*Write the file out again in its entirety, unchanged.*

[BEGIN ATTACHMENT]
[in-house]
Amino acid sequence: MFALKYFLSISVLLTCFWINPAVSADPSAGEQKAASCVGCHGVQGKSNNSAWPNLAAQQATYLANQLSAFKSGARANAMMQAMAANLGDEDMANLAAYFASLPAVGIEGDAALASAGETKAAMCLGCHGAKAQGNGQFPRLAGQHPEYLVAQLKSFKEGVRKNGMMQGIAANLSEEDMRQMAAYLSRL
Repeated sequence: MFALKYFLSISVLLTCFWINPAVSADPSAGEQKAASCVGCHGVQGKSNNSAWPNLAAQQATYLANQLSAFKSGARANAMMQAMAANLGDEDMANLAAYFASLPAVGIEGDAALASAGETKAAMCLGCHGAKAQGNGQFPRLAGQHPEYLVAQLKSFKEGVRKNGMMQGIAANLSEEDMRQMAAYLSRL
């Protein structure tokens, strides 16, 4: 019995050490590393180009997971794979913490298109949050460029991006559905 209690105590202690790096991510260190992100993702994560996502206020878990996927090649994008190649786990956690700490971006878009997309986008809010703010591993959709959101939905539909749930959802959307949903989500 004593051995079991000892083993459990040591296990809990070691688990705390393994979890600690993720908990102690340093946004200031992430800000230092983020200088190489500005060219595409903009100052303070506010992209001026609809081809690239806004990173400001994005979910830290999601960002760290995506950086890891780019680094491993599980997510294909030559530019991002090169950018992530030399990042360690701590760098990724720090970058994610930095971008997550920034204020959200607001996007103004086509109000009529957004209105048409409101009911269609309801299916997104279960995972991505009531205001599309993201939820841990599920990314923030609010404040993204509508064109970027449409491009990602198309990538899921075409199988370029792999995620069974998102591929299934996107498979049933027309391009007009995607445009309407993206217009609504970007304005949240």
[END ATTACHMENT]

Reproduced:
[in-house]
Amino acid sequence: MFALKYFLSISVLLTCFWINPAVSADPSAGEQKAASCVGCHGVQGKSNNSAWPNLAAQQATYLANQLSAFKSGARANAMMQAMAANLGDEDMANLAAYFASLPAVGIEGDAALASAGETKAAMCLGCHGAKAQGNGQFPRLAGQHPEYLVAQLKSFKEGVRKNGMMQGIAANLSEEDMRQMAAYLSRL
Repeated sequence: MFALKYFLSISVLLTCFWINPAVSADPSAGEQKAASCVGCHGVQGKSNNSAWPNLAAQQATYLANQLSAFKSGARANAMMQAMAANLGDEDMANLAAYFASLPAVGIEGDAALASAGETKAAMCLGCHGAKAQGNGQFPRLAGQHPEYLVAQLKSFKEGVRKNGMMQGIAANLSEEDMRQMAAYLSRL
């Protein structure tokens, strides 16, 4: 019995050490590393180009997971794979913490298109949050460029991006559905 209690105590202690790096991510260190992100993702994560996502206020878990996927090649994008190649786990956690700490971006878009997309986008809010703010591993959709959101939905539909749930959802959307949903989500 004593051995079991000892083993459990040591296990809990070691688990705390393994979890600690993720908990102690340093946004200031992430800000230092983020200088190489500005060219595409903009100052303070506010992209001026609809081809690239806004990173400001994005979910830290999601960002760290995506950086890891780019680094491993599980997510294909030559530019991002090169950018992530030399990042360690701590760098990724720090970058994610930095971008997550920034204020959200607001996007103004086509109000009529957004209105048409409101009911269609309801299916997104279960995972991505009531205001599309993201939820841990599920990314923030609010404040993204509508064109970027449409491009990602198309990538899921075409199988370029792999995620069974998102591929299934996107498979049933027309391009007009995607445009309407993206217009609504970007304005949240």